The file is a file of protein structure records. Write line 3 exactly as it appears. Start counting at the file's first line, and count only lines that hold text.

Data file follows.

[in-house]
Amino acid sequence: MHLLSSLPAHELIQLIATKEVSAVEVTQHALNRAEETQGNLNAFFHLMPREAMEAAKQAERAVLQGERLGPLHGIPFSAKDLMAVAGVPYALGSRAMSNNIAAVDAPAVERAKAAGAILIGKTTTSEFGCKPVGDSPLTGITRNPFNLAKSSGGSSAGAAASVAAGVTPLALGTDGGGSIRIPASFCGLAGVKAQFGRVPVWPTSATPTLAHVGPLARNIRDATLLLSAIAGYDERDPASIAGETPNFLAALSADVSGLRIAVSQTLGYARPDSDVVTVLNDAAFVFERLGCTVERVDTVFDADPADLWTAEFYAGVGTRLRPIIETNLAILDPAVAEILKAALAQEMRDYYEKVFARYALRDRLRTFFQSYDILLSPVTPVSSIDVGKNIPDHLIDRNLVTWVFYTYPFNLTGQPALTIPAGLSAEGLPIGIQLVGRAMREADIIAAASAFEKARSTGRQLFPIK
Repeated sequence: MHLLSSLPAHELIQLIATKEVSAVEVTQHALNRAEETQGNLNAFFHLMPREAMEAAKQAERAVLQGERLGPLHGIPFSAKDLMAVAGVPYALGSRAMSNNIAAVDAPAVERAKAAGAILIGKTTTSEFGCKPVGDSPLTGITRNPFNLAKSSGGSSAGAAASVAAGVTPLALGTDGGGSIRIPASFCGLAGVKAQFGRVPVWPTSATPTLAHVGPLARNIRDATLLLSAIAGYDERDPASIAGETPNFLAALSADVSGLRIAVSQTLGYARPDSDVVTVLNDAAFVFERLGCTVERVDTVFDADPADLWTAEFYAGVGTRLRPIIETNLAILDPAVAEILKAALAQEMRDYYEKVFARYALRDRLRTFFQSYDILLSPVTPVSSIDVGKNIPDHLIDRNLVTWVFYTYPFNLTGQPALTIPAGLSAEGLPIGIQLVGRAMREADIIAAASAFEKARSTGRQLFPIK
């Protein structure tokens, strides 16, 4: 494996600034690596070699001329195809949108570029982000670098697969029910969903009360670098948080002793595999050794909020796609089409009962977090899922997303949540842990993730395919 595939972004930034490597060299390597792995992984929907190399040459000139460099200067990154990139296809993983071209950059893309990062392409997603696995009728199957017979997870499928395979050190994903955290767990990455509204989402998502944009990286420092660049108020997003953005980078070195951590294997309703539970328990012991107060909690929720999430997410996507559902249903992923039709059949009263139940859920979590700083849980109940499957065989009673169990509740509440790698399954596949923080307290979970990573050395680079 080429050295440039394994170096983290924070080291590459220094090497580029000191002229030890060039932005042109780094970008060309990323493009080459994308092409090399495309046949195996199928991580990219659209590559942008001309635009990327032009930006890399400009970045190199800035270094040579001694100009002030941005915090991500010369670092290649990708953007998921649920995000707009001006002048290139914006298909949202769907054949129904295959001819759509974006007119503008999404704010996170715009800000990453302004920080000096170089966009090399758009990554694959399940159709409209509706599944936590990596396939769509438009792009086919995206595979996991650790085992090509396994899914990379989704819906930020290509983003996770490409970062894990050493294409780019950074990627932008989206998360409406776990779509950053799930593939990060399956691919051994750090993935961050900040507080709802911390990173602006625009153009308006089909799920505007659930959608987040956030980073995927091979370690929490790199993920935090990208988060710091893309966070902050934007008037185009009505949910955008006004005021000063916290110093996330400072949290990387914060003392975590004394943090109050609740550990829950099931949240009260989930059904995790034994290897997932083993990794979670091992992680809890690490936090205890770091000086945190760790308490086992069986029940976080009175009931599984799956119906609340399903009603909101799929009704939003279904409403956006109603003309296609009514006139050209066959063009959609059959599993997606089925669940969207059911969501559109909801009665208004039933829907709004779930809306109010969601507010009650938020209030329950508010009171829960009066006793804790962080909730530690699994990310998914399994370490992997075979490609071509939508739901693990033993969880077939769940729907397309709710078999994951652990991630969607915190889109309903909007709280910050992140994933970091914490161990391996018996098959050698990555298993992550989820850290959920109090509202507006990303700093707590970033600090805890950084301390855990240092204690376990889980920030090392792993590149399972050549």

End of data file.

Repeated sequence: MHLLSSLPAHELIQLIATKEVSAVEVTQHALNRAEETQGNLNAFFHLMPREAMEAAKQAERAVLQGERLGPLHGIPFSAKDLMAVAGVPYALGSRAMSNNIAAVDAPAVERAKAAGAILIGKTTTSEFGCKPVGDSPLTGITRNPFNLAKSSGGSSAGAAASVAAGVTPLALGTDGGGSIRIPASFCGLAGVKAQFGRVPVWPTSATPTLAHVGPLARNIRDATLLLSAIAGYDERDPASIAGETPNFLAALSADVSGLRIAVSQTLGYARPDSDVVTVLNDAAFVFERLGCTVERVDTVFDADPADLWTAEFYAGVGTRLRPIIETNLAILDPAVAEILKAALAQEMRDYYEKVFARYALRDRLRTFFQSYDILLSPVTPVSSIDVGKNIPDHLIDRNLVTWVFYTYPFNLTGQPALTIPAGLSAEGLPIGIQLVGRAMREADIIAAASAFEKARSTGRQLFPIK